John Oliver didn’t waste much time on Last Week Tonight before calling out Donald Trump for apparently using a Sharpie to add Alabama to the path of Hurricane Dorian even as the National Hurricane Center said otherwise. “Sharpiegate” has been a hot topic, but Oliver decided to just give a little jab and turn to another world leader: UK Prime Minister Boris Johnson.
“If you want to make one at home the recipe is: ‘simply boil one clown’,” said Oliver of Johnson before explaining that the deadline for Britain to leave the EU is less than eight weeks away and that it has been a “chaotic week for Boris.”
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Oliver points out that Johnson’s main tactic to secure a better deal is to threaten a no-deal Brexit which “can destabilize Europe and seriously damage the UK.” That said, Parliament is stepping in to keep it from happening. Oliver cut to a clip of Johnson’s first major defeat during a vote where at the end, an MP can be heard saying “Not a good start Boris!”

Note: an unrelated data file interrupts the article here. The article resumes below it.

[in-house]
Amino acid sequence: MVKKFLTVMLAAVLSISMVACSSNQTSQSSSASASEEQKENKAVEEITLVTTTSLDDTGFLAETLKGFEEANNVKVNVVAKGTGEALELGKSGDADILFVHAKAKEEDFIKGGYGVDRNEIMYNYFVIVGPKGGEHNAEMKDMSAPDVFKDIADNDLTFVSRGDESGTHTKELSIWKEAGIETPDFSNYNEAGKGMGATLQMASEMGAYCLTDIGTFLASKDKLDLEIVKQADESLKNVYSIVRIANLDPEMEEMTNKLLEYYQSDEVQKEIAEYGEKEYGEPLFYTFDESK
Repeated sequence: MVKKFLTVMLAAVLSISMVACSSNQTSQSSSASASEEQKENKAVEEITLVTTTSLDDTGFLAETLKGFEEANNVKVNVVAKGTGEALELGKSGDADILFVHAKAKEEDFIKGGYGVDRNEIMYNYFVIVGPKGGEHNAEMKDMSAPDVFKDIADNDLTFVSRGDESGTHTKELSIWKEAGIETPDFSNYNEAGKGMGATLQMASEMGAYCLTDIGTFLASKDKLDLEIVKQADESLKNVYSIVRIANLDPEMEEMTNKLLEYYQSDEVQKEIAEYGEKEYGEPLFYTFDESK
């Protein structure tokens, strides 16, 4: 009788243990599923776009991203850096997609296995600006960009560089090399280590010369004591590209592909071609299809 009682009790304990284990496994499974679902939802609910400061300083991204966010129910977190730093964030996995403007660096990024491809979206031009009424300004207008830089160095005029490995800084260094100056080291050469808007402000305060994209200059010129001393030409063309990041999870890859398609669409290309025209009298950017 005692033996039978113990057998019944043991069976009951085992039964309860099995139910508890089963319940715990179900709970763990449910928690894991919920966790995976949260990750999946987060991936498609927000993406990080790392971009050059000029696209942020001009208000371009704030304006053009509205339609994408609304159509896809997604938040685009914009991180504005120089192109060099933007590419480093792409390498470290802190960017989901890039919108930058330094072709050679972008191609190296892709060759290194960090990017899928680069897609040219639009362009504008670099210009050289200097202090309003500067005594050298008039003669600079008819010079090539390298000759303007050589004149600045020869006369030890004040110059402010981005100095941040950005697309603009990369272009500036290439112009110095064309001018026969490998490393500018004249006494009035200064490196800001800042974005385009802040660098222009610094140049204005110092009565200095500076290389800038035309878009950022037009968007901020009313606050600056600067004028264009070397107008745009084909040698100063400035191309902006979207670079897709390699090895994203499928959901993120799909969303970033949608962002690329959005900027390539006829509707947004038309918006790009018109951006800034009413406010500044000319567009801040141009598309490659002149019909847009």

“That’s actually savage!” exclaims Oliver. In addition to that defeat, Johnson lost his parliamentary majority when one of his MPs defected to the liberal democrats by physically moving across the aisle while he was speaking. One of his top lieutenants was criticized for sitting in a loungey “grape eating” position during the debate. “It’s a look you would expect from someone who just masturbated in a hammock,” Oliver quipped at the picture of said top lieutenant.
On top of all that, Oliver remarked that “things got so chaotic, at one point an amendment seemed to pass by accident.”
With Johnson’s party openly rebelling, he took revenge by expelling 21 MPs including Winston’s Churchill’s grandson and his own brother Jo Johnson who tweeted his exit with the hashtag “#overandout”.
Oliver added that parliament passed a bill asking Boris for a Brexit delay and if a deal can’t be reached, it could trigger a legal and constitutional crisis. Because of all of the mayhem and Brexit’s looming October deadline, said Oliver, Johnson wants an election and if he can’t get it from Parliament, he might call a no-confidence vote on himself.